J. L. BELL is a Massachusetts writer who specializes in (among other things) the start of the American Revolution in and around Boston. He is particularly interested in the experiences of children in 1765-75. He has published scholarly papers and popular articles for both children and adults. He was consultant for an episode of History Detectives, and contributed to a display at Minute Man National Historic Park.

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Saturday, January 06, 2018

Benjamin Franklin’s Birthday (and the Washingtons’ Anniversary)

In a letter to her father, Benjamin Franklin, dated 17 Jan 1779, Sarah Bache (shown here in 1793) wrote from Philadelphia:
I have dined at the Ministers, spent an evening at Mr. Holkers, have lately been several times invited abroad with the General and Mrs Washinton, he allways enquires after you in the most afectionate manner and speaks of you highly we danced at Mr. [Samuel] Powels your Birth day or night I should say in company together and he told me it was the aniversary of his marriage it was just twenty years that night—
Franklin was born on 6 Jan 1705/06 in Boston under the Julian Calendar (17 Jan 1706 under the Gregorian Calendar). The Washingtons married on 6 Jan 1759 under the Gregorian Calendar. Thus, Franklin’s birthday and the Washingtons’ anniversary shared a date, even though fifty-three years plus eleven days passed between them.

I’ve noted before how Americans struggled to figure out when to celebrate Washington’s birthday—the O.S. date or the N.S. equivalent. Eventually we settled on the Gregorian date, as advised by the President’s private secretary, Tobias Lear.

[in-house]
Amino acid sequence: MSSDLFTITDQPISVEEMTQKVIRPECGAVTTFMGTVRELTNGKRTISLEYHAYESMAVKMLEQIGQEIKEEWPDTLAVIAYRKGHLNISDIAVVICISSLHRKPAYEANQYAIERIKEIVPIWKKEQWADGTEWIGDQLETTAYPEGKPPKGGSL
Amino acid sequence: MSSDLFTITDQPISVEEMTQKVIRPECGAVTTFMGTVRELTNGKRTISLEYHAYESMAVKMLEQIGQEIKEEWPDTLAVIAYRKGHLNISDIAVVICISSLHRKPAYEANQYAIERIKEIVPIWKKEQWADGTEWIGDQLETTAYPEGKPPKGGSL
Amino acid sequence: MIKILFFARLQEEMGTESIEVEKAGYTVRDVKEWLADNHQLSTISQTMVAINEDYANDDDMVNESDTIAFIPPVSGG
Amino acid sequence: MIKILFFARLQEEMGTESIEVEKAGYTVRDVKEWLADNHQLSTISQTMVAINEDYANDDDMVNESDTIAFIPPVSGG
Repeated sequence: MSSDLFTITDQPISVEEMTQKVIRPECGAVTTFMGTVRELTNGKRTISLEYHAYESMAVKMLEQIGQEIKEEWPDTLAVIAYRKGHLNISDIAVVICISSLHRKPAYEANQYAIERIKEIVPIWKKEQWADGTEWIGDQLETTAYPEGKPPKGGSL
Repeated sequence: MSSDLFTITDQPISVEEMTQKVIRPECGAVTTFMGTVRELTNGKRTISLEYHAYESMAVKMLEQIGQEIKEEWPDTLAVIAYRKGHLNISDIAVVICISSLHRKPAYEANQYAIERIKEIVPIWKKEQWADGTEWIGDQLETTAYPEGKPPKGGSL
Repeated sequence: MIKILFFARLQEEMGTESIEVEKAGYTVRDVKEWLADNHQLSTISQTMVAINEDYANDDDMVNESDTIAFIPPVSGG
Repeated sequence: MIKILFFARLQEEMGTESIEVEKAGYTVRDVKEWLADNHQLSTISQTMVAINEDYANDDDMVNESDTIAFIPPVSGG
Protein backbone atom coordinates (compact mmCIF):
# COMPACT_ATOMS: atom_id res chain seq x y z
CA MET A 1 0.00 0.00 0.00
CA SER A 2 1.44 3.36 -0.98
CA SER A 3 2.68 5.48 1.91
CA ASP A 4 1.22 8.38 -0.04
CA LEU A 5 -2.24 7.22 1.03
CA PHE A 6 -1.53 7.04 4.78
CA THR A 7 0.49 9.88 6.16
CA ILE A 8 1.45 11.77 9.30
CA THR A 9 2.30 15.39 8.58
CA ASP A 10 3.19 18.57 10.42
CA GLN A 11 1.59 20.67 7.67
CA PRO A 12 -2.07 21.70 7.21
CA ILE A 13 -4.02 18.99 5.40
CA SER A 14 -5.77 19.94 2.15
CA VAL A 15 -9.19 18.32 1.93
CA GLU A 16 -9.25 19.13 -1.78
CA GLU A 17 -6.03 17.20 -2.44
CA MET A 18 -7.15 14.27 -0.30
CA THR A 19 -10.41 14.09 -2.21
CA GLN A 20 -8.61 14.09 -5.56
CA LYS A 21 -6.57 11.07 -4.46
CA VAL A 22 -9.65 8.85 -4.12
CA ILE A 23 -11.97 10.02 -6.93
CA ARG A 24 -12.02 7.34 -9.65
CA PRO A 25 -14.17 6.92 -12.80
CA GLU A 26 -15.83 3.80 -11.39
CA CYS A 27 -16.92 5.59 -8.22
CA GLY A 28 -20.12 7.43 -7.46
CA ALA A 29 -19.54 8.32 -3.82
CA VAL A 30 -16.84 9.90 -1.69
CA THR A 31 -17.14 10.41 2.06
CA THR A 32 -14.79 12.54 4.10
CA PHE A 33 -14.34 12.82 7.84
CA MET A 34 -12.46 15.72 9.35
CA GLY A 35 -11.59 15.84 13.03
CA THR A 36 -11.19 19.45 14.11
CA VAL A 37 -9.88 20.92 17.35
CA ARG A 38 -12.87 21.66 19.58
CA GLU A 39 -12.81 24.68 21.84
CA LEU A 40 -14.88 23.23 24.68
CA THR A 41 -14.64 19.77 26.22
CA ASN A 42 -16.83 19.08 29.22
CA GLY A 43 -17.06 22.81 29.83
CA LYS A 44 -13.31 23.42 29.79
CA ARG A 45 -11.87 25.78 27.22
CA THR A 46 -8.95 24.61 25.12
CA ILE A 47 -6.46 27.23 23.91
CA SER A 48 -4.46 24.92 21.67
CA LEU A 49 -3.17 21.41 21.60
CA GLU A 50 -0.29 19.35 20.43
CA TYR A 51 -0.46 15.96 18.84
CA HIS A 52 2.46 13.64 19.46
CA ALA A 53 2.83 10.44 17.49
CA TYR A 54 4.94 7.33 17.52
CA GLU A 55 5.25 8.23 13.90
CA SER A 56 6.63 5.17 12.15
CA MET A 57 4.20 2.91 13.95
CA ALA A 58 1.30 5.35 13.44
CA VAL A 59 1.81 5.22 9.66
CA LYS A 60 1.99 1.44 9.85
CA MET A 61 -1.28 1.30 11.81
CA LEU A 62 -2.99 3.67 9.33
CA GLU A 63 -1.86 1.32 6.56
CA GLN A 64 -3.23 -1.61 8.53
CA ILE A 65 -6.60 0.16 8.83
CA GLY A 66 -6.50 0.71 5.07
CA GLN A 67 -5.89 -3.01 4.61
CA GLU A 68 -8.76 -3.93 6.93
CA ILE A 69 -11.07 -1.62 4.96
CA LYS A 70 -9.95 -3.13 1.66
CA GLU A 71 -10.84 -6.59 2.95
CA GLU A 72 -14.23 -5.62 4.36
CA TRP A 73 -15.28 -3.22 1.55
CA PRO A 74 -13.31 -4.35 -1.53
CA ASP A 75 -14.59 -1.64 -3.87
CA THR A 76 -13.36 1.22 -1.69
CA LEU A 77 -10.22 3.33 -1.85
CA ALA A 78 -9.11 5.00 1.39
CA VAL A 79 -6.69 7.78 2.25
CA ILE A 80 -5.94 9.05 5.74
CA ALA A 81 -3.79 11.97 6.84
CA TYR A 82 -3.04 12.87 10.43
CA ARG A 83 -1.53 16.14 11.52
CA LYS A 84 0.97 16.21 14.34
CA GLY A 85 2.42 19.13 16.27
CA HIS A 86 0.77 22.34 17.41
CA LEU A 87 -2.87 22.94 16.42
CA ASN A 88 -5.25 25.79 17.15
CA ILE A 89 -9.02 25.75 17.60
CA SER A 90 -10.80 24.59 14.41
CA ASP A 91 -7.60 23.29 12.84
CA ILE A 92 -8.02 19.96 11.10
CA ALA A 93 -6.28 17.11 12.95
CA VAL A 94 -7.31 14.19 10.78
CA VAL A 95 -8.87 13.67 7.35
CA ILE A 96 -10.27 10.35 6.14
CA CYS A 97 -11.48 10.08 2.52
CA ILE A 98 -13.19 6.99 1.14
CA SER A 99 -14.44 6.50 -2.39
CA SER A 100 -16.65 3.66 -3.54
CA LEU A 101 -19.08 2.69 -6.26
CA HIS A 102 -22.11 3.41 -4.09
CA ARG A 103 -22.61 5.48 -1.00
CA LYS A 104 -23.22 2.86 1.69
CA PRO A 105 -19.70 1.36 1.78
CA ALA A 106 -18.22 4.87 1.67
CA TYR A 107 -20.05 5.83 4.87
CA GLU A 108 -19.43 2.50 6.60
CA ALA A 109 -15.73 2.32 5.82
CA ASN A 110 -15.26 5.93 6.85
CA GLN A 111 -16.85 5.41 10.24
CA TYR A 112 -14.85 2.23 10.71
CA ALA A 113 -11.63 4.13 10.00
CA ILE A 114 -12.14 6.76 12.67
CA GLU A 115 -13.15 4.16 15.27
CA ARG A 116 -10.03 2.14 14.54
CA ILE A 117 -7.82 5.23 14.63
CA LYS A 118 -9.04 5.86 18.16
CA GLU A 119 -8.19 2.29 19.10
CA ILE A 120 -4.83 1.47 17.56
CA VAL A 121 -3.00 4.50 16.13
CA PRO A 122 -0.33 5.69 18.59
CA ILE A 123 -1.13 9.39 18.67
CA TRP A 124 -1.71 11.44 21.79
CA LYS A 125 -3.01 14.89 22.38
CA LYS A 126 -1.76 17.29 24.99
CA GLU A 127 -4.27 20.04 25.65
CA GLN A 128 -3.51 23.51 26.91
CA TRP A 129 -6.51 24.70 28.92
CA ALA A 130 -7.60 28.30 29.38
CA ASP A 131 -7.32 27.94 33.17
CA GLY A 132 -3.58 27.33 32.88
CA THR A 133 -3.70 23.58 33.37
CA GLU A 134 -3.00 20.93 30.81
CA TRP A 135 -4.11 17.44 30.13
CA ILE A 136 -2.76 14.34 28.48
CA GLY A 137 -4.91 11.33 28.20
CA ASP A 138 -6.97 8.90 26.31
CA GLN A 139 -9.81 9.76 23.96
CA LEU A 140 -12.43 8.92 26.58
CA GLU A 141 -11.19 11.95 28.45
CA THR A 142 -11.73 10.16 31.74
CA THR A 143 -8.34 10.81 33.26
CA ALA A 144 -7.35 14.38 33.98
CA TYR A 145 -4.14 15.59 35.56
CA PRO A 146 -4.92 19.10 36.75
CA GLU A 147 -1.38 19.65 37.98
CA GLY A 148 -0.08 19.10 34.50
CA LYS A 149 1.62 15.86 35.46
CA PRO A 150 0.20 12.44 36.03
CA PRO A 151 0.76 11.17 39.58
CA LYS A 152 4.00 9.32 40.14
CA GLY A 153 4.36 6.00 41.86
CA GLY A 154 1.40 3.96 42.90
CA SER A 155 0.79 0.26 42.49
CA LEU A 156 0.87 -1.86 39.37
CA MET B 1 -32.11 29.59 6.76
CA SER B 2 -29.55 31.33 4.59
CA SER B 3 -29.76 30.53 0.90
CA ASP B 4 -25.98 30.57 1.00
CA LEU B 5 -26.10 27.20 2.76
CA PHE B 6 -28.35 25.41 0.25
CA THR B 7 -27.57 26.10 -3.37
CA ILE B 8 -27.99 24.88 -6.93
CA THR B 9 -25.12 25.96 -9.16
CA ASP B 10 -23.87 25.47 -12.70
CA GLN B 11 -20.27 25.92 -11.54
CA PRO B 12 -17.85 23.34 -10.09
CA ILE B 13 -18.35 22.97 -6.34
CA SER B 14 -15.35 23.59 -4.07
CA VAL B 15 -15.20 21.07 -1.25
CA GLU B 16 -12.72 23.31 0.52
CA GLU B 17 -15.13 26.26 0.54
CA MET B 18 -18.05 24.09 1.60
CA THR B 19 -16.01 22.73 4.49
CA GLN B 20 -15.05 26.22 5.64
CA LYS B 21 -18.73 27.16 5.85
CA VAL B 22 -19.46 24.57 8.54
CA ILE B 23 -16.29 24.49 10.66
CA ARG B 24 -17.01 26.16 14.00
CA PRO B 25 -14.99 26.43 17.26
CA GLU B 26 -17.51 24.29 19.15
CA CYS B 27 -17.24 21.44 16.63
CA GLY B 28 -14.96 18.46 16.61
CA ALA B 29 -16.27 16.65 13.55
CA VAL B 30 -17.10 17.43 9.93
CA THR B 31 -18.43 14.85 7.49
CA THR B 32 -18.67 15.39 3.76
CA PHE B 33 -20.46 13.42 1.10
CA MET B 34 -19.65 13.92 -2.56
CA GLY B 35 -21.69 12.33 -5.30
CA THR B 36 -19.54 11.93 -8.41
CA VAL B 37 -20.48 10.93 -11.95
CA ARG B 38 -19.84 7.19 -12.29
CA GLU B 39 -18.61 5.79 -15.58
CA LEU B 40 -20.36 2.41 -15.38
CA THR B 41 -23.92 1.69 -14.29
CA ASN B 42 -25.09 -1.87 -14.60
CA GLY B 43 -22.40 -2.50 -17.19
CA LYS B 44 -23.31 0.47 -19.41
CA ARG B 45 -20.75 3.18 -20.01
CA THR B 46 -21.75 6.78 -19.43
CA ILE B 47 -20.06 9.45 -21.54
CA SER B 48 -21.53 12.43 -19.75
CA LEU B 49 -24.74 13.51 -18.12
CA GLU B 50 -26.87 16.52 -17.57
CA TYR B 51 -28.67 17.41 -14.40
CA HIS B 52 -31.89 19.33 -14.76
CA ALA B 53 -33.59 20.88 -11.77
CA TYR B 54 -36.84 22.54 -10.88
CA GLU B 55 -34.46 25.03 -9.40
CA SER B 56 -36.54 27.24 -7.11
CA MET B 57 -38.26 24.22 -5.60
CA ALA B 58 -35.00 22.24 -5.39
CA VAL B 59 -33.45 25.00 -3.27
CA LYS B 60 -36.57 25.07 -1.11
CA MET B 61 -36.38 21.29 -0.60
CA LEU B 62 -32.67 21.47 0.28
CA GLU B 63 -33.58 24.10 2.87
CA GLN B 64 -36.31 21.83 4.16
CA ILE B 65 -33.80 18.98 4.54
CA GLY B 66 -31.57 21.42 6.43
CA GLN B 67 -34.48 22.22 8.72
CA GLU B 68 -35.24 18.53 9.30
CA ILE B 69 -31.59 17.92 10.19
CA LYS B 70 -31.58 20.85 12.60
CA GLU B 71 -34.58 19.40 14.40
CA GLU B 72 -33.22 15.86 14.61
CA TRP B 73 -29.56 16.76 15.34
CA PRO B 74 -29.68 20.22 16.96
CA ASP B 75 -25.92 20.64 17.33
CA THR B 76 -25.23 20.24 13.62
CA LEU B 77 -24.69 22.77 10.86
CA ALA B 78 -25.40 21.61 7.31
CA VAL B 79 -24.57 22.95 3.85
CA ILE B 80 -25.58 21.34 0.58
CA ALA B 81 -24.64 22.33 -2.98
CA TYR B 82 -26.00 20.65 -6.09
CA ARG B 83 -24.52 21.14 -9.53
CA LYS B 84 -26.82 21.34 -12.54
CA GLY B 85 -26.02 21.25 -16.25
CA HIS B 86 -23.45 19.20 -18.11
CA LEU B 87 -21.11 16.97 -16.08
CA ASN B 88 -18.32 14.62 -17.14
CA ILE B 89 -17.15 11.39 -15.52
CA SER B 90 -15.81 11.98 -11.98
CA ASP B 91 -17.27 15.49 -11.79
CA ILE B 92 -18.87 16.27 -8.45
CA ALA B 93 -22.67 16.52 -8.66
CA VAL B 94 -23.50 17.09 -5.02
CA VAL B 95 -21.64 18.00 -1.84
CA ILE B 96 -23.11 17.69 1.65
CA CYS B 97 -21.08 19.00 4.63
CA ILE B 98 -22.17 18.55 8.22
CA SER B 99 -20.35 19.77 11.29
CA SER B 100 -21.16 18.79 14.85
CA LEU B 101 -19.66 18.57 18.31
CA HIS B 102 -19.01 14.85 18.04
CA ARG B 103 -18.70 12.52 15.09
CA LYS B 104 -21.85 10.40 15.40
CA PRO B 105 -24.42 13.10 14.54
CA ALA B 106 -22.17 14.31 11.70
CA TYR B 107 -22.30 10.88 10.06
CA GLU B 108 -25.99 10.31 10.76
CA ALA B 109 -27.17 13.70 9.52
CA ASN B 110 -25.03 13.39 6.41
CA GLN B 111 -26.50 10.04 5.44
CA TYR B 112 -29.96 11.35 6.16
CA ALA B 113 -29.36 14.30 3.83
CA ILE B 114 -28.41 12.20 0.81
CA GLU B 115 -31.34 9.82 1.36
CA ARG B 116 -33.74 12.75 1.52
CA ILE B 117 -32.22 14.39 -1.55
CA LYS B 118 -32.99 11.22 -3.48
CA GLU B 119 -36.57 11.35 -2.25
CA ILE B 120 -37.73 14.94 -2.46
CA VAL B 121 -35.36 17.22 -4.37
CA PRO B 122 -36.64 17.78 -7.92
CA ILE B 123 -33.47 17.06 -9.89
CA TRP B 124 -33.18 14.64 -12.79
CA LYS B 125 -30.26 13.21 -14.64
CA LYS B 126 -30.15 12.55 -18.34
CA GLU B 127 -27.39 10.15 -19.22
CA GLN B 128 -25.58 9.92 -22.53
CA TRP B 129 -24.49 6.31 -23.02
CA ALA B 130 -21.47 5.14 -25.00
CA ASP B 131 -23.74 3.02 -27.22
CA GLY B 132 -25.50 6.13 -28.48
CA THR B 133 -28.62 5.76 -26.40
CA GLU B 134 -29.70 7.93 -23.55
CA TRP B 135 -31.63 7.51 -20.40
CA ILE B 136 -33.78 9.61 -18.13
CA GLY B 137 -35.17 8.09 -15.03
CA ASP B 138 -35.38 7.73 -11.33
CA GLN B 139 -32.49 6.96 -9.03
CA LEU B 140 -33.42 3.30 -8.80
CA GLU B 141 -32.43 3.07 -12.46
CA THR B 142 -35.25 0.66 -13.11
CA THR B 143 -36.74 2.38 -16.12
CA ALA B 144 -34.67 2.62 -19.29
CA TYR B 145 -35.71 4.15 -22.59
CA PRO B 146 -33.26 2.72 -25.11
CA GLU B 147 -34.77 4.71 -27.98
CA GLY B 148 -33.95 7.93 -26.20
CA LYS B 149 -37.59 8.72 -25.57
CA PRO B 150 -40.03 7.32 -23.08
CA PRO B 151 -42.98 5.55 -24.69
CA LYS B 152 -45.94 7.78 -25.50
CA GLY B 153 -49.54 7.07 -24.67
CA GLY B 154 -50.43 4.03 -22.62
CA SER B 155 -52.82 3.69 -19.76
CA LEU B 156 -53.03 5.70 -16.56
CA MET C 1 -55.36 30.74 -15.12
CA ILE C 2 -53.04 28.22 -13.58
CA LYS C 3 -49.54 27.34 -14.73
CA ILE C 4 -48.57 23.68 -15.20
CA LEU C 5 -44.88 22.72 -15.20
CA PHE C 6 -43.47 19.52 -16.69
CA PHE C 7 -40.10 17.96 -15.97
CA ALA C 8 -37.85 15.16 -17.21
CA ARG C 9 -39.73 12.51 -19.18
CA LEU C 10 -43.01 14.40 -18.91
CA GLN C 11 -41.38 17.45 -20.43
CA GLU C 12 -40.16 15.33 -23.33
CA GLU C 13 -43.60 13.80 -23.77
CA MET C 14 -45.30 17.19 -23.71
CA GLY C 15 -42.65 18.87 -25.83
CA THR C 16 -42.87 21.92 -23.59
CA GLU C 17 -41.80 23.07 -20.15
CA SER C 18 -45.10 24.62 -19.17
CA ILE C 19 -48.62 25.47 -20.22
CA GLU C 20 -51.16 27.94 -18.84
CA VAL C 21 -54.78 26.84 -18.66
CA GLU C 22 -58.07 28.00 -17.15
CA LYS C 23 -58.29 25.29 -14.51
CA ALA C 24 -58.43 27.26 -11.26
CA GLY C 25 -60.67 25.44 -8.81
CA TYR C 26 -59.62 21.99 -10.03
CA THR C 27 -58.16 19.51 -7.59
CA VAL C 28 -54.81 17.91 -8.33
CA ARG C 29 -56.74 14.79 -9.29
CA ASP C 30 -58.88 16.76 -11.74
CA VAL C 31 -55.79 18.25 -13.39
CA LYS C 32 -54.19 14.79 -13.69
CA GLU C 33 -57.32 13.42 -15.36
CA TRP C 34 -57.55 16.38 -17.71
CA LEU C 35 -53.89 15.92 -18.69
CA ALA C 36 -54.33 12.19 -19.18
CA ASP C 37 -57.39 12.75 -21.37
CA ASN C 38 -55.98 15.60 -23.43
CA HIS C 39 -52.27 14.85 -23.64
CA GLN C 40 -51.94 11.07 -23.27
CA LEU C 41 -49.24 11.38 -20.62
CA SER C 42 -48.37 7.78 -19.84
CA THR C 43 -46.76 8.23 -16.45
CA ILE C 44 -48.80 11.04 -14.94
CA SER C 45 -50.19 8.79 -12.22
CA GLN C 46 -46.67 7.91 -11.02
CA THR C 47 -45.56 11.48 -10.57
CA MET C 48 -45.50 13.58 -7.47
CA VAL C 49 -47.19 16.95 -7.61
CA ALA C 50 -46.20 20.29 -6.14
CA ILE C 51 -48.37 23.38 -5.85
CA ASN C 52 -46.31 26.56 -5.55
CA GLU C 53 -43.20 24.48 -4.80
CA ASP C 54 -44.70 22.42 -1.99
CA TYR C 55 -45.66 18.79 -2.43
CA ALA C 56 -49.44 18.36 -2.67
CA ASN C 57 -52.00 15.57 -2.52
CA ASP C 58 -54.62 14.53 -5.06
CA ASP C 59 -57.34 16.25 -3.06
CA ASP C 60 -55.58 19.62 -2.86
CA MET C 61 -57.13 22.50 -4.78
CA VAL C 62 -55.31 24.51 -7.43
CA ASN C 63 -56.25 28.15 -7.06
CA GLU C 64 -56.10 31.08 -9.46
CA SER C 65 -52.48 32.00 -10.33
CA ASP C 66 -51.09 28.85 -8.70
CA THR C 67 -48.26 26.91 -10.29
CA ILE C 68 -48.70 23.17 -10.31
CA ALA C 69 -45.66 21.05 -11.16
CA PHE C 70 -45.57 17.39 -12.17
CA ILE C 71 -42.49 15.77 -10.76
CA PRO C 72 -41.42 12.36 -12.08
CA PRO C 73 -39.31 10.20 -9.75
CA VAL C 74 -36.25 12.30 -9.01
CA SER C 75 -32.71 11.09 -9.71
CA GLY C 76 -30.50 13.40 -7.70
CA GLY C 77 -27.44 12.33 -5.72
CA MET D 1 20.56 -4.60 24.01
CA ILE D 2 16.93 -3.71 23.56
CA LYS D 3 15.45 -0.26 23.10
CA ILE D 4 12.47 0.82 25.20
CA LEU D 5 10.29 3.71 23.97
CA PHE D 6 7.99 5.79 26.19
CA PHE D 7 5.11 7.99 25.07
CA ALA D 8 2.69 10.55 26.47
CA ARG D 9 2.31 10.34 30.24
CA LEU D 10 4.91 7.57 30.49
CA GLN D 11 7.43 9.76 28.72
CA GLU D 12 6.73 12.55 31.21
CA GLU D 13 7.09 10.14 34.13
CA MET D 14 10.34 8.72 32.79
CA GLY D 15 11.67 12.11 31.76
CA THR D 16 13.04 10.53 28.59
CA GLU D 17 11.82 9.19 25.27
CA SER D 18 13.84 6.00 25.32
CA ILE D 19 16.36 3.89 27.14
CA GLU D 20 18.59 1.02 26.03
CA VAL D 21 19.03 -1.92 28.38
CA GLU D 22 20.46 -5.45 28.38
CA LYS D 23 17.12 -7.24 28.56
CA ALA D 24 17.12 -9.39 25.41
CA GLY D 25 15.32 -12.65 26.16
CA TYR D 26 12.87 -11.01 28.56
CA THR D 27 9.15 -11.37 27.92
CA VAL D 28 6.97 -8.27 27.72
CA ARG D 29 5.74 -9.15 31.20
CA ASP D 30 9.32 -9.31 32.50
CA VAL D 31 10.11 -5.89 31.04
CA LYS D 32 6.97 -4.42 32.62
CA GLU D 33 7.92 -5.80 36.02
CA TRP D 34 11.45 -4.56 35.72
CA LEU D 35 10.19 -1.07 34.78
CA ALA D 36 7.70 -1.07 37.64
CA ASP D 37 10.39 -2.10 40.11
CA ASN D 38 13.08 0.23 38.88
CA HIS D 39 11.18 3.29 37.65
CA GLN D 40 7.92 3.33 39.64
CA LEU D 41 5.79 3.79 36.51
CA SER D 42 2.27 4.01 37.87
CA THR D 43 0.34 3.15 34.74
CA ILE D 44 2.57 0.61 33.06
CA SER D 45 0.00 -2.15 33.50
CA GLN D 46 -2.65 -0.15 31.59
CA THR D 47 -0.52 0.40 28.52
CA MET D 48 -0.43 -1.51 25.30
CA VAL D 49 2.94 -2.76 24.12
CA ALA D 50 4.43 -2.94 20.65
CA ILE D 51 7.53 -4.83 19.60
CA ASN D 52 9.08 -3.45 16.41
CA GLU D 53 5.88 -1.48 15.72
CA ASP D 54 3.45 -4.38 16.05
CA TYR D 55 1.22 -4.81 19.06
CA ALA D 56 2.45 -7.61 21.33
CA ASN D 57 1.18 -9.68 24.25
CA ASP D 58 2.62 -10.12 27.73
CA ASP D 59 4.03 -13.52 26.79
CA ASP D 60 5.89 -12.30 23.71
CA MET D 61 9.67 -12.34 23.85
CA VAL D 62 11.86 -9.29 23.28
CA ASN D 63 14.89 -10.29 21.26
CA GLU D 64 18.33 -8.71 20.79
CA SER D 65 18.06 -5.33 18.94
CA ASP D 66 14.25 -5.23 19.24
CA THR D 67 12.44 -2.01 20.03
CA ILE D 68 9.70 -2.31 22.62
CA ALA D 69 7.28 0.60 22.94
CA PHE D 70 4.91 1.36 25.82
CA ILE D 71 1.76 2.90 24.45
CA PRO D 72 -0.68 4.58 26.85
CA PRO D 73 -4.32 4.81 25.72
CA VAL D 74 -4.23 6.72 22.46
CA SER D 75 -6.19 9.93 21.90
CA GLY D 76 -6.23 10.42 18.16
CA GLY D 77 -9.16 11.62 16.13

Franklin seems to have been ambivalent about which date served as his birthday. On 6 Jan 1773, he wrote to his wife, Deborah Franklin:
I feel still some Regard for this Sixth of January, as my old nominal Birth-day, tho’ the Change of Stile has carried the real Day forward to the 17th, when I shall be, if I live till then, 67 Years of Age.
As Sarah Bache’s letter shows, she thought of her father’s birthday as 6 January, even though Pennsylvania started using the Gregorian Calendar when she was nine years old.

On 17 Jan 1781, Franklin started to write “My Birth-Day” in his journal but then crossed it off. On 6 Jan 1782 he wrote to Anne-Louise Brillon de Jouy about his challenges writing in French without a dictionary:
Il y a soixante Ans que les choses masculins & feminines (hors des Modes & des Temps) m’ont donné beaucoup d’Embarras. J’esperois, autrefois qu’à quatre vingt on peut en etre libre. Me voici à quatre fois dix-neuf, qui est bien prés: & neantmoins ces feminines francoises me tracassent encore.

[For sixty years things masculine and feminine (not to mention the modes and tenses) have given me a lot of trouble. I once hoped that at eighty I would be delivered of them. But here I am four times nineteen, which is very close to that, and nevertheless these French feminines still exasperate me.]
Under the Gregorian Calendar, Franklin was still eleven days away from being 76 years old (or 4 times 19) when he wrote. But I suppose that was close enough.

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